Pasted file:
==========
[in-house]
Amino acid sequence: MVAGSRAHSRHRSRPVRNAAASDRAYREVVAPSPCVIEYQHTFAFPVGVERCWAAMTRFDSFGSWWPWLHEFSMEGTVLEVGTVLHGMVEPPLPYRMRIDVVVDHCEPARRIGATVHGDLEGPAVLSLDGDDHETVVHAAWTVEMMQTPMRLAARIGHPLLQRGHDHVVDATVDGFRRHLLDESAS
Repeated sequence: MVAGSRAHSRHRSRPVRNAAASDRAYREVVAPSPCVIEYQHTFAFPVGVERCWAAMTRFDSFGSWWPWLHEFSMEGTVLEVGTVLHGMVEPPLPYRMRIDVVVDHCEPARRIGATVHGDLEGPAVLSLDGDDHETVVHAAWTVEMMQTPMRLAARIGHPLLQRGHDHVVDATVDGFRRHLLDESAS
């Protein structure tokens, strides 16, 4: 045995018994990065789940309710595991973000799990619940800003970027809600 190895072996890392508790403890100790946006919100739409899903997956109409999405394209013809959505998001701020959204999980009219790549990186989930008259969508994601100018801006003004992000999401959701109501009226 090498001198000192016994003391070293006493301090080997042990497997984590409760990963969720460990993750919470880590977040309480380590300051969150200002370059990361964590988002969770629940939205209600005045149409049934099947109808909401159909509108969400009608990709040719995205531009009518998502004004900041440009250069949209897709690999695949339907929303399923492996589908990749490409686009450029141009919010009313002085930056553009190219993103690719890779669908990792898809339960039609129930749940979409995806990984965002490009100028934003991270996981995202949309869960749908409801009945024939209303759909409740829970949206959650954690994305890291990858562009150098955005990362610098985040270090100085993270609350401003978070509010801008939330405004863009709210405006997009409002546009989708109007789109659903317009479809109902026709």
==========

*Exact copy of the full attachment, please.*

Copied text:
[in-house]
Amino acid sequence: MVAGSRAHSRHRSRPVRNAAASDRAYREVVAPSPCVIEYQHTFAFPVGVERCWAAMTRFDSFGSWWPWLHEFSMEGTVLEVGTVLHGMVEPPLPYRMRIDVVVDHCEPARRIGATVHGDLEGPAVLSLDGDDHETVVHAAWTVEMMQTPMRLAARIGHPLLQRGHDHVVDATVDGFRRHLLDESAS
Repeated sequence: MVAGSRAHSRHRSRPVRNAAASDRAYREVVAPSPCVIEYQHTFAFPVGVERCWAAMTRFDSFGSWWPWLHEFSMEGTVLEVGTVLHGMVEPPLPYRMRIDVVVDHCEPARRIGATVHGDLEGPAVLSLDGDDHETVVHAAWTVEMMQTPMRLAARIGHPLLQRGHDHVVDATVDGFRRHLLDESAS
């Protein structure tokens, strides 16, 4: 045995018994990065789940309710595991973000799990619940800003970027809600 190895072996890392508790403890100790946006919100739409899903997956109409999405394209013809959505998001701020959204999980009219790549990186989930008259969508994601100018801006003004992000999401959701109501009226 090498001198000192016994003391070293006493301090080997042990497997984590409760990963969720460990993750919470880590977040309480380590300051969150200002370059990361964590988002969770629940939205209600005045149409049934099947109808909401159909509108969400009608990709040719995205531009009518998502004004900041440009250069949209897709690999695949339907929303399923492996589908990749490409686009450029141009919010009313002085930056553009190219993103690719890779669908990792898809339960039609129930749940979409995806990984965002490009100028934003991270996981995202949309869960749908409801009945024939209303759909409740829970949206959650954690994305890291990858562009150098955005990362610098985040270090100085993270609350401003978070509010801008939330405004863009709210405006997009409002546009989708109007789109659903317009479809109902026709």